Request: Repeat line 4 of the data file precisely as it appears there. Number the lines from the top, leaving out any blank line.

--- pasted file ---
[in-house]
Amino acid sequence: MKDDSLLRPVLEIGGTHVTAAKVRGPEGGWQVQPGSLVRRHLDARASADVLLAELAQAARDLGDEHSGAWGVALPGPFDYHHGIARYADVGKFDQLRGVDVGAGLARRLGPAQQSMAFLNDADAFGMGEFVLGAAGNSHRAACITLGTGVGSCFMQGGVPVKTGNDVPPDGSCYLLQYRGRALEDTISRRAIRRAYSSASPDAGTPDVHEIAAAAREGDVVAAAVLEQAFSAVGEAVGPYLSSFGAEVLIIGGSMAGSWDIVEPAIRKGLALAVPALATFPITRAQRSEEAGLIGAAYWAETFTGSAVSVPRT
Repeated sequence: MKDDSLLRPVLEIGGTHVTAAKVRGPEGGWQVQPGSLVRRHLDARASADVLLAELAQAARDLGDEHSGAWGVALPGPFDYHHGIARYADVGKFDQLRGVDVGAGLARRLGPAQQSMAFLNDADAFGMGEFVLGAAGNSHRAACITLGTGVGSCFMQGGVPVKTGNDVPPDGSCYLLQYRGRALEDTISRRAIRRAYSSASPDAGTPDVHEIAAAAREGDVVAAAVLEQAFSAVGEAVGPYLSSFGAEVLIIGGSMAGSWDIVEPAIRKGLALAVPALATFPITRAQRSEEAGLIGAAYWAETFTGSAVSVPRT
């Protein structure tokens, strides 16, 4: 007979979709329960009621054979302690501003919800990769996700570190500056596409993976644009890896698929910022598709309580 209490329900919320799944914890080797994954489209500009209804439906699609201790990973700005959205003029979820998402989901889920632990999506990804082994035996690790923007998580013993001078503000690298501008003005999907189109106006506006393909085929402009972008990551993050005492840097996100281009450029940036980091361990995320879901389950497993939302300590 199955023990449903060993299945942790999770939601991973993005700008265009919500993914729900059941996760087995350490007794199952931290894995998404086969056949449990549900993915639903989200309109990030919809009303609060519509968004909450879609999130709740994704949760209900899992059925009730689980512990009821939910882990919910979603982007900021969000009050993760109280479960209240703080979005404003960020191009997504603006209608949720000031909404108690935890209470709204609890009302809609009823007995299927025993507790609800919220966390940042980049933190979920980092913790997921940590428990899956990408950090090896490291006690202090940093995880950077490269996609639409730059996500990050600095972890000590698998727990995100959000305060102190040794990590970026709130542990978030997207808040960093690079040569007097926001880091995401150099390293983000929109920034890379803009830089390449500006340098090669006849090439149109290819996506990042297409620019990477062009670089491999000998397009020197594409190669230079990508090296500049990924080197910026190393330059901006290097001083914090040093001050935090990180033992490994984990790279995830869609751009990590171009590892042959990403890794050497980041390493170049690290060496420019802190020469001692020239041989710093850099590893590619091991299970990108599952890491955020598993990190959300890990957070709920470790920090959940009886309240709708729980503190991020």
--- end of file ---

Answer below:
């Protein structure tokens, strides 16, 4: 007979979709329960009621054979302690501003919800990769996700570190500056596409993976644009890896698929910022598709309580 209490329900919320799944914890080797994954489209500009209804439906699609201790990973700005959205003029979820998402989901889920632990999506990804082994035996690790923007998580013993001078503000690298501008003005999907189109106006506006393909085929402009972008990551993050005492840097996100281009450029940036980091361990995320879901389950497993939302300590 199955023990449903060993299945942790999770939601991973993005700008265009919500993914729900059941996760087995350490007794199952931290894995998404086969056949449990549900993915639903989200309109990030919809009303609060519509968004909450879609999130709740994704949760209900899992059925009730689980512990009821939910882990919910979603982007900021969000009050993760109280479960209240703080979005404003960020191009997504603006209608949720000031909404108690935890209470709204609890009302809609009823007995299927025993507790609800919220966390940042980049933190979920980092913790997921940590428990899956990408950090090896490291006690202090940093995880950077490269996609639409730059996500990050600095972890000590698998727990995100959000305060102190040794990590970026709130542990978030997207808040960093690079040569007097926001880091995401150099390293983000929109920034890379803009830089390449500006340098090669006849090439149109290819996506990042297409620019990477062009670089491999000998397009020197594409190669230079990508090296500049990924080197910026190393330059901006290097001083914090040093001050935090990180033992490994984990790279995830869609751009990590171009590892042959990403890794050497980041390493170049690290060496420019802190020469001692020239041989710093850099590893590619091991299970990108599952890491955020598993990190959300890990957070709920470790920090959940009886309240709708729980503190991020």